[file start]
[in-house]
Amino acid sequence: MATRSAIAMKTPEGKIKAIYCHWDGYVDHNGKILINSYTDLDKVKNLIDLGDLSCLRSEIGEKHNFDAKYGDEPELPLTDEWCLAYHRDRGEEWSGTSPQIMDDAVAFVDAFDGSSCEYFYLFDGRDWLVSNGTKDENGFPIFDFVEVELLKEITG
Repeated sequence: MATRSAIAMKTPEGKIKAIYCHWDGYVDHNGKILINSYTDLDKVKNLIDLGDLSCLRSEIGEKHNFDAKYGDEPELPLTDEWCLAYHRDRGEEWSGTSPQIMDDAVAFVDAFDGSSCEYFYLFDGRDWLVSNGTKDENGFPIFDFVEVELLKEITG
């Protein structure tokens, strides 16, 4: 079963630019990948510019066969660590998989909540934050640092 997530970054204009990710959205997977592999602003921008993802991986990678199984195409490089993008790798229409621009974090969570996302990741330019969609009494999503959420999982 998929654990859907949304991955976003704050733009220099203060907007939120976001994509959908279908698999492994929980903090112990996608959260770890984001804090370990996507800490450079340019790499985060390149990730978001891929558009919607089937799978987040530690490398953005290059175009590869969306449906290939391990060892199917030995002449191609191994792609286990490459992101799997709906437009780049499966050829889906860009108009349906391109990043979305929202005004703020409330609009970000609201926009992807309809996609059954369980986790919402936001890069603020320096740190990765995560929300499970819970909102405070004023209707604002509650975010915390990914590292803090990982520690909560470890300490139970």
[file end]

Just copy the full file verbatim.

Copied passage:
[in-house]
Amino acid sequence: MATRSAIAMKTPEGKIKAIYCHWDGYVDHNGKILINSYTDLDKVKNLIDLGDLSCLRSEIGEKHNFDAKYGDEPELPLTDEWCLAYHRDRGEEWSGTSPQIMDDAVAFVDAFDGSSCEYFYLFDGRDWLVSNGTKDENGFPIFDFVEVELLKEITG
Repeated sequence: MATRSAIAMKTPEGKIKAIYCHWDGYVDHNGKILINSYTDLDKVKNLIDLGDLSCLRSEIGEKHNFDAKYGDEPELPLTDEWCLAYHRDRGEEWSGTSPQIMDDAVAFVDAFDGSSCEYFYLFDGRDWLVSNGTKDENGFPIFDFVEVELLKEITG
């Protein structure tokens, strides 16, 4: 079963630019990948510019066969660590998989909540934050640092 997530970054204009990710959205997977592999602003921008993802991986990678199984195409490089993008790798229409621009974090969570996302990741330019969609009494999503959420999982 998929654990859907949304991955976003704050733009220099203060907007939120976001994509959908279908698999492994929980903090112990996608959260770890984001804090370990996507800490450079340019790499985060390149990730978001891929558009919607089937799978987040530690490398953005290059175009590869969306449906290939391990060892199917030995002449191609191994792609286990490459992101799997709906437009780049499966050829889906860009108009349906391109990043979305929202005004703020409330609009970000609201926009992807309809996609059954369980986790919402936001890069603020320096740190990765995560929300499970819970909102405070004023209707604002509650975010915390990914590292803090990982520690909560470890300490139970």